Hurricane-force winds and rain have rocked Britain’s transport network – leading to the cancellation of trains, flights and ferries – and caused widespread flooding.

Storm Ciara brought heavy rain and winds of more than 80mph, rendering flying debris potentially lethal and leading to the cancellation of sporting events.

Communities in the north of England which have suffered the brunt of flooding in recent years were hit again. Sirens were sounded early on in the market towns of Todmorden and Hebden Bridge, where high street shops were under water within hours. Authorities issued more than 240 flood warnings.

A severe flood warning – meaning danger to life – was issued for Pateley Bridge in North Yorkshire, where the River Nidd was forecast to go over flood defences.

In the Calder valley, local people told of cars being swept away and water engulfing defences that had been built up over the past four years to the tune of tens of millions of pounds, since major flooding in Christmas 2015.

“When we got up this morning it was evidently flooding from eight to 9am but within an hour or two the river was about to breach its banks and abandoned cars were being swept away,” said Ben Myers, an author in the town of Mytholmroyd who has written about the impact of flooding.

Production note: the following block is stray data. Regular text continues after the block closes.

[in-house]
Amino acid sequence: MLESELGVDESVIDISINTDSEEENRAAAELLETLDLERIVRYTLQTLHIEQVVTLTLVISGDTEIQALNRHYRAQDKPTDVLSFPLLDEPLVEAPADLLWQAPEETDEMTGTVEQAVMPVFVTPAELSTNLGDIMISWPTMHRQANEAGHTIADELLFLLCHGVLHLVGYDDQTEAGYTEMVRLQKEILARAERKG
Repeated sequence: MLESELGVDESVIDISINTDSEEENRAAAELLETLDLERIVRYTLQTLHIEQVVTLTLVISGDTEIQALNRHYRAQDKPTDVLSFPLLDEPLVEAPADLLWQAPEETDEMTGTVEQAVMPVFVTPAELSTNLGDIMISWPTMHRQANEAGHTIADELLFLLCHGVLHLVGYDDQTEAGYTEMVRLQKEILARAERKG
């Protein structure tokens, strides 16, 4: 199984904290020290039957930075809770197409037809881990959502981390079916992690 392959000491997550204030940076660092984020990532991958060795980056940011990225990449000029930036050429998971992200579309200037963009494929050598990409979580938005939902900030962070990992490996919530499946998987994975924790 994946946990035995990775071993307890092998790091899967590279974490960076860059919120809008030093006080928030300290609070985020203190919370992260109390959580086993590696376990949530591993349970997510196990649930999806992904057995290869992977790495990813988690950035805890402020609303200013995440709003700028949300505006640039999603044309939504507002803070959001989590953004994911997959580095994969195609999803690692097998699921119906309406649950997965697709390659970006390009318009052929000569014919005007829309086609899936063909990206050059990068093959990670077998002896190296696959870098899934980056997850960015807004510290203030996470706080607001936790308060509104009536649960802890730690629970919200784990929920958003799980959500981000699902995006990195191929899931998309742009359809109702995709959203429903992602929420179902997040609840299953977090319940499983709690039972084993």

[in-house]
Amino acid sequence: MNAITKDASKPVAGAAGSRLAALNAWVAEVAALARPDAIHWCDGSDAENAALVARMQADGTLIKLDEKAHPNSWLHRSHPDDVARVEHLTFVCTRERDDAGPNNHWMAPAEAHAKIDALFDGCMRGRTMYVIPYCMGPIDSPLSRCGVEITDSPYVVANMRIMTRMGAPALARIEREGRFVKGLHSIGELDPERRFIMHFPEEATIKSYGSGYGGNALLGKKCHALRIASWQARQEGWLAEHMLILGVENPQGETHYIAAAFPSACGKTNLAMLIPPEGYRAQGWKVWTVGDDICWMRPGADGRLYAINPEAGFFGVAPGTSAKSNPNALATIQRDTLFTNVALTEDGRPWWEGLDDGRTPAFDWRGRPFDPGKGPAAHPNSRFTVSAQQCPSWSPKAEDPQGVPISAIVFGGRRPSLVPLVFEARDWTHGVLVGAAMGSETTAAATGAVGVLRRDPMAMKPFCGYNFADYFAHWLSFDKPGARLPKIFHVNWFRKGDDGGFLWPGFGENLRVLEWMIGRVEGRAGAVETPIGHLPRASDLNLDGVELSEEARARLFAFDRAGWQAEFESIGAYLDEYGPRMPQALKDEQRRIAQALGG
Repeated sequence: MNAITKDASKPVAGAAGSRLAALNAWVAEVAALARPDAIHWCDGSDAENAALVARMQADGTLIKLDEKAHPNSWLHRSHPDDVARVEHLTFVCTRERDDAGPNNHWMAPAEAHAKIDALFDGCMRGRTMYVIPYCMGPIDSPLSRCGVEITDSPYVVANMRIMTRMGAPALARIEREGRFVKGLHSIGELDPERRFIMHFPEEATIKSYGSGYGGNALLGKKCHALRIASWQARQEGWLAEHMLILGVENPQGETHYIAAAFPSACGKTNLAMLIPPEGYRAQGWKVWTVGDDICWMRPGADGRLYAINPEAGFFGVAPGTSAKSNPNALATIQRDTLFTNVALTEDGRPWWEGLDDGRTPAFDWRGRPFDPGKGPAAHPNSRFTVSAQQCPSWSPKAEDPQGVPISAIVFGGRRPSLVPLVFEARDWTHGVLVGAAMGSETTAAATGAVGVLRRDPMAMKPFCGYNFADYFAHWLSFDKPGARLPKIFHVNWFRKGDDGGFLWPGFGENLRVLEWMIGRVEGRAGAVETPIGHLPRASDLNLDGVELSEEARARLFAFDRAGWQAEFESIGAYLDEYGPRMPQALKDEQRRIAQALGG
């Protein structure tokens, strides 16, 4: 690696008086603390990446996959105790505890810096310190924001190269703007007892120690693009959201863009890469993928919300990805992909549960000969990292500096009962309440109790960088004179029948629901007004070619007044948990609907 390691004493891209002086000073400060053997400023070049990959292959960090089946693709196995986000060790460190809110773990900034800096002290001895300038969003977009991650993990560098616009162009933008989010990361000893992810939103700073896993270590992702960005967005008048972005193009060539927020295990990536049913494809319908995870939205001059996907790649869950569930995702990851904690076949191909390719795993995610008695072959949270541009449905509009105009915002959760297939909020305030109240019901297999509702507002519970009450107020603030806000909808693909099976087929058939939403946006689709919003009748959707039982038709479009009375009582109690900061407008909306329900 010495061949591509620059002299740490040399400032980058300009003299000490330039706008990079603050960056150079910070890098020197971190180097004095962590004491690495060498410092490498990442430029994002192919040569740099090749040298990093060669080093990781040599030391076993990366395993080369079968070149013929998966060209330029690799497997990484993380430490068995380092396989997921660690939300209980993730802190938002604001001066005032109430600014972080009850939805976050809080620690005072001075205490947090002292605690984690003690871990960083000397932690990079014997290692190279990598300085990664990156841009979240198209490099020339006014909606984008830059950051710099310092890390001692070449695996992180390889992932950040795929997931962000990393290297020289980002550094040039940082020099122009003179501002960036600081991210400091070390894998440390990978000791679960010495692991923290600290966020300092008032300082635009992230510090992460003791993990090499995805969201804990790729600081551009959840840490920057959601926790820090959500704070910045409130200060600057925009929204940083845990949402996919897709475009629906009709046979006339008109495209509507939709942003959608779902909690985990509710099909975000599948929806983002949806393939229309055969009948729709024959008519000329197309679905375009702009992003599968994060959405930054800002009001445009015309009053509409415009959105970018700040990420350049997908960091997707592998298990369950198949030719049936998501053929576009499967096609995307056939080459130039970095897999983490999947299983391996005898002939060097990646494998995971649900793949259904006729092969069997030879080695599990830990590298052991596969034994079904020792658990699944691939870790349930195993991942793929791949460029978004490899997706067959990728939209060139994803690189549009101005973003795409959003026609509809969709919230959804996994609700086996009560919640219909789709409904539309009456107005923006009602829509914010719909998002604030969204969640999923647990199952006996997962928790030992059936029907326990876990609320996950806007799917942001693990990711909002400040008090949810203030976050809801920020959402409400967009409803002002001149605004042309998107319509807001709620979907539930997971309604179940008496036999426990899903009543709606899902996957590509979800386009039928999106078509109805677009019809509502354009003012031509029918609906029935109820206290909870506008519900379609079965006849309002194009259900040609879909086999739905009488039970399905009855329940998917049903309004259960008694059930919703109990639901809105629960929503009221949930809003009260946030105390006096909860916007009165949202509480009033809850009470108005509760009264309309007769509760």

“It’s really quite bad now and it looks certain that scores of businesses will have to shut here and in Hebden. So much was spent and so many promises were made in the past but it feels like there will have to be another rethink.”

Amanda Owen, a farmer and shepherd in Swaledale, at one of the highest and most remote hill farms in England, posted footage that showed a livestock trailer being swept along by what she described as “a flood of biblical proportions”.

A driver was rescued after their car became stuck in deep floodwater in Blackpool, where the emergency services said they had spent a busy night responding to incidents. In Perth, three people were injured after part of a pub roof collapsed on Saturday evening.

In Scotland, where 61 flood warnings and 15 flood alerts were in place, heavy rain resulted in flooding in the Whitesands area of Dumfries after the River Nith burst its banks.

In Perth, three people were injured after part of a pub roof collapsed on Saturday evening.

Residents of the Lincolnshire own of Burgh le Marsh were alarmed when the top of a historic windmill blew off on Sunday, sending pieces over the roofs of nearby homes. An emergency alert had been issued earlier at Dobson’s Mill – a working tower windmill that also houses the town’s heritage centre – where high winds took hold of the sails.

At Heathrow, where plane spotters and others chronicled flights aborting landings and struggling to remain steady as they approached, airlines told the Guardian that pilots had experienced challenges.

The airport’s management said it had agreed with airlines to “consolidate” the flight schedule in an effort to minimise the number of cancelled flights.

British Airways was offering rebooking options for customers on domestic and European flights flying to and from Heathrow, Gatwick and London City, while Virgin Atlantic posted a list of cancelled flights on its website.